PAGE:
Speaking affectingly of his love for Africa and the loss of mother Princess Diana, Prince Harry paid tribute to the humanitarian legacy of the late Nelson Mandela at the United Nations in New York Monday, with wife Duchess Meghan in the audience.
Invited to deliver the keynote address on Nelson Mandela International Day, Harry spoke of Mandela’s "vision of a freer, more peaceful world" and highlighted how he connects the South African leader with his mother, mourned after her 1997 death for her own legacy as a humanitarian.
"On my wall, and in my heart every day, is an image of my mother and Mandela meeting in Cape Town in 1997," the Duke of Sussex said, adding that the photo was presented to him and his wife by the late South African Archbishop Desmond Tutu when they met him during their tour of southern Africa in the fall of 2019.
"When I first looked at the photo, straight away what jumped out was the joy on my mother’s face," Harry said. "The playfulness, cheekiness, even. Pure delight to be in communion with another soul so committed to serving humanity."
Mandela was a man with "the weight of the world on his shoulders," Harry said, as he tried to heal South Africa from its racist apartheid past, which included unjustly imprisoning Mandela for 27 years.
"Yet, in that photo and so many others, he is still beaming," Harry said. "Still able to see the goodness in humanity. Still buoyant with a beautiful spirit that lifted everyone around him. Not because he was blind to the ugliness, the injustices, of the world – no, he saw them clearly; he had lived them – but because he knew we could overcome them."
Harry recalled that he first visited Africa when he was 13, after his mother's death, and "always found hope on the continent."
"In fact, for most of my life, it has been my lifeline, a place where I have found peace and healing time and time again," he said. "It’s where I’ve felt closest to my mother and sought solace after she died, and where I knew I had found a soulmate in my wife."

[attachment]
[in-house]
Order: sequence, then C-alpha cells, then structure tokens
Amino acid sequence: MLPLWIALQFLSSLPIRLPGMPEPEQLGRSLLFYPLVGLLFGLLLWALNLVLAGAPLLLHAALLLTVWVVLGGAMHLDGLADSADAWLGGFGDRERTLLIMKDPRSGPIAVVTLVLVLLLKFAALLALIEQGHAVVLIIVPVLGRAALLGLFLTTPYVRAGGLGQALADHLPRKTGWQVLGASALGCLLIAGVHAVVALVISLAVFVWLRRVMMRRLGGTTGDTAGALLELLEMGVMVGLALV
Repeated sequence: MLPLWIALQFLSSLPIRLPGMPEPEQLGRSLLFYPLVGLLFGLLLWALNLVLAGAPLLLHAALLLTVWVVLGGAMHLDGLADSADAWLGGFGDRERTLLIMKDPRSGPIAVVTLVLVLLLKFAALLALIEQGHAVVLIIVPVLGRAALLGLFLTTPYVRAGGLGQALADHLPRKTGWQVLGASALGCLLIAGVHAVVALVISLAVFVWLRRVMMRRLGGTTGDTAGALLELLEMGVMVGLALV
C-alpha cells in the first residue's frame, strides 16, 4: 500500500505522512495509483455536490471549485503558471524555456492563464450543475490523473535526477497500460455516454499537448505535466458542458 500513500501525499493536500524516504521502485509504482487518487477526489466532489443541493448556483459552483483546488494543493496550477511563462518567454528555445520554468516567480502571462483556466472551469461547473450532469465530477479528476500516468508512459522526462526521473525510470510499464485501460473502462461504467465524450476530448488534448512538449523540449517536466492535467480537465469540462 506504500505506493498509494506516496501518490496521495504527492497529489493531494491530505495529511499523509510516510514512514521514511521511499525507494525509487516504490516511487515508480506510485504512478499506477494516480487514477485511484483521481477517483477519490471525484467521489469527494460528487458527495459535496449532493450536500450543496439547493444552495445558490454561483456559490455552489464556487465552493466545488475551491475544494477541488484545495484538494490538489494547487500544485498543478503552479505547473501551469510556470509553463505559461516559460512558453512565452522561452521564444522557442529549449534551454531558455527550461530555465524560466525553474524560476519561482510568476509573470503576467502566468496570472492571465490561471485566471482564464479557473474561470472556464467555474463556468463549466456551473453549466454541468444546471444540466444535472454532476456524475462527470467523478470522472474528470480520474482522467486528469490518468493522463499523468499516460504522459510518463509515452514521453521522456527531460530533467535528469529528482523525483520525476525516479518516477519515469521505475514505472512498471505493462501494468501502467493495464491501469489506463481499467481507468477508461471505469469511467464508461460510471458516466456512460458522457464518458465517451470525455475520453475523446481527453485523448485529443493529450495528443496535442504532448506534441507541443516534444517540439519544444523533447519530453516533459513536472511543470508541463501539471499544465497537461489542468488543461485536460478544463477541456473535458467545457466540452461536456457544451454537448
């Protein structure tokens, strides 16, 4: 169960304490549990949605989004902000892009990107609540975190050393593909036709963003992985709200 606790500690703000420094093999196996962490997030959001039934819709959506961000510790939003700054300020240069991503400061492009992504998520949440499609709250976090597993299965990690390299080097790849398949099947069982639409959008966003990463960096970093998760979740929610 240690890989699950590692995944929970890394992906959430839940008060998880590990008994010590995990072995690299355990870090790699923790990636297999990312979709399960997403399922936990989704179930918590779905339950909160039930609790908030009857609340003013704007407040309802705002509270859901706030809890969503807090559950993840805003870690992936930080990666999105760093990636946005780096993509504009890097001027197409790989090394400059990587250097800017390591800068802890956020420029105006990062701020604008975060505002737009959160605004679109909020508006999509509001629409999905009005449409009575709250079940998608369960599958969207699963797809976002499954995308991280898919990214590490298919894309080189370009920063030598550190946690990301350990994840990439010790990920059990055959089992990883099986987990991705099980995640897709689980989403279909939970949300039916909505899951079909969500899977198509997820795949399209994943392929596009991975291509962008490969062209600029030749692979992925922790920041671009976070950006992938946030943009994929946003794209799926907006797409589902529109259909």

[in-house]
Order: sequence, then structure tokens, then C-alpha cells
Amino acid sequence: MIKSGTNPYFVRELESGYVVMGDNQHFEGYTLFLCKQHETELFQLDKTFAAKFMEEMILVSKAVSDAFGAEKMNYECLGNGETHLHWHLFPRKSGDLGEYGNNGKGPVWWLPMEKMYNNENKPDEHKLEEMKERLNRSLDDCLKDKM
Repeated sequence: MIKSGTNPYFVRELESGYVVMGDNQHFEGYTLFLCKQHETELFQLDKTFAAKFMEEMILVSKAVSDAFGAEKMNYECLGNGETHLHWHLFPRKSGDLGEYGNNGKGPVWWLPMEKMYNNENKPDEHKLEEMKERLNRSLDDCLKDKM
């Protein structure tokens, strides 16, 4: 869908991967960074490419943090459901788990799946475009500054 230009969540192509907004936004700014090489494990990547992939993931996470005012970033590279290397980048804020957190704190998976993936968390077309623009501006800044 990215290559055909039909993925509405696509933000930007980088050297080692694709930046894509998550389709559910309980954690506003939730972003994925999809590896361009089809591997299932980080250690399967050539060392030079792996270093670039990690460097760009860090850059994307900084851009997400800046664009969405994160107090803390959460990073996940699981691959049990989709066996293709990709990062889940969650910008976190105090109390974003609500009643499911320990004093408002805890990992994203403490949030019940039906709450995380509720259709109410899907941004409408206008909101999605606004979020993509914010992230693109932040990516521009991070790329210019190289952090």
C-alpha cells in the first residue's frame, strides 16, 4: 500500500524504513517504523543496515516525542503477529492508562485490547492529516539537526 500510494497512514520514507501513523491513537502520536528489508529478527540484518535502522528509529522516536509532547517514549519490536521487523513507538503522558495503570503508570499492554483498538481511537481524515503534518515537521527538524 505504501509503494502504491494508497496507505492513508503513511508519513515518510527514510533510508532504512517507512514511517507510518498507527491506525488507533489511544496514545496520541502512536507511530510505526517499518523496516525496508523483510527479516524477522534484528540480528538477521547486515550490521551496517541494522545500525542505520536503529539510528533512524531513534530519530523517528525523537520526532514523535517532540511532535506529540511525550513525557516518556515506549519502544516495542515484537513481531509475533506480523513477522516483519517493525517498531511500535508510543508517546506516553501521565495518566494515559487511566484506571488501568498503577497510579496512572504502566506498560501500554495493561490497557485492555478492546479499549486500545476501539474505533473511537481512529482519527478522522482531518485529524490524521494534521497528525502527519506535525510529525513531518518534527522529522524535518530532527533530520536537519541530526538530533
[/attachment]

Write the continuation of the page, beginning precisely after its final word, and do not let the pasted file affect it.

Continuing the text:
(Harry, 37, and Meghan, 40, began dating in the summer of 2016 and took a trip to Botswana early in their relationship.)
Harry said he was also inspired by Mandela's hopeful writings: Seven years into his prison sentence, he was unbroken by a system designed to break him. As the world confronts multiple challenges, including war, climate change, killer pandemics and even rollbacks of constitutional rights in the U.S., Harry said he turns to Mandela.
"How many of us feel battered, helpless, in the face of the seemingly endless stream of disasters and devastation?" he asked.
Harry especially focused on the climate-change crisis, which he said is affecting Africa with multiple unjust consequences. He said the crisis must be addressed by world leaders to "save humanity."
We can surrender to apathy and despair or follow Mandela's lead, he said. People across Africa embody Mandela’s spirit and ideals and are building on the progress he helped make possible, he said.
"We can find meaning and purpose in the struggle. We can wear our principles as armor. Heed the advice Mandela once gave his son, to 'never give up the battle even in the darkest hour.' And find hope where we have the courage to seek it."
He said true legacy transcends one’s own needs and the passage of time. "Legacy does not belong to the self. It belongs to those it impacts," Harry said.
"So on this Nelson Mandela International Day, as a new generation comes of age, a generation that did not witness Mandela’s leadership for themselves, let’s commit to remembering and celebrating his life and legacy every day, not just once a year, " Harry said.
"Because if we can summon our own courage, just as he did, if we can see one another’s humanity, just as he did, a better day will truly be on the horizon. "
Harry was invited by the Nelson Mandela Foundation to deliver the speech for the Nelson Mandela Prize award ceremony. The prize is being awarded to Marianna Vardinoyannis of Greece and Dr. Morissanda Kouyaté of Guinea, after the 2020 ceremony was delayed due to the onset of the COVID-19 pandemic.
This article originally appeared on USA TODAY: Prince Harry talks Princess Diana, Nelson Mandela legacies at UN in NY